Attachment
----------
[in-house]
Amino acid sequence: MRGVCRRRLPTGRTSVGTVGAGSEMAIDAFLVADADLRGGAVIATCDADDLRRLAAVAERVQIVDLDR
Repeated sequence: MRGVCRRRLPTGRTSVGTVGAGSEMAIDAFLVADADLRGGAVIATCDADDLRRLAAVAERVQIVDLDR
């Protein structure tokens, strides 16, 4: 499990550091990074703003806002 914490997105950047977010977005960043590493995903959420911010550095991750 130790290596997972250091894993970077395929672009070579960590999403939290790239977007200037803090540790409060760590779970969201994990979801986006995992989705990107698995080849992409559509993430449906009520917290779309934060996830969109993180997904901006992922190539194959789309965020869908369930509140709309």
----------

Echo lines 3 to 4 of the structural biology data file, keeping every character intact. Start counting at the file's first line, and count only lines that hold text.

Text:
Repeated sequence: MRGVCRRRLPTGRTSVGTVGAGSEMAIDAFLVADADLRGGAVIATCDADDLRRLAAVAERVQIVDLDR
């Protein structure tokens, strides 16, 4: 499990550091990074703003806002 914490997105950047977010977005960043590493995903959420911010550095991750 130790290596997972250091894993970077395929672009070579960590999403939290790239977007200037803090540790409060760590779970969201994990979801986006995992989705990107698995080849992409559509993430449906009520917290779309934060996830969109993180997904901006992922190539194959789309965020869908369930509140709309």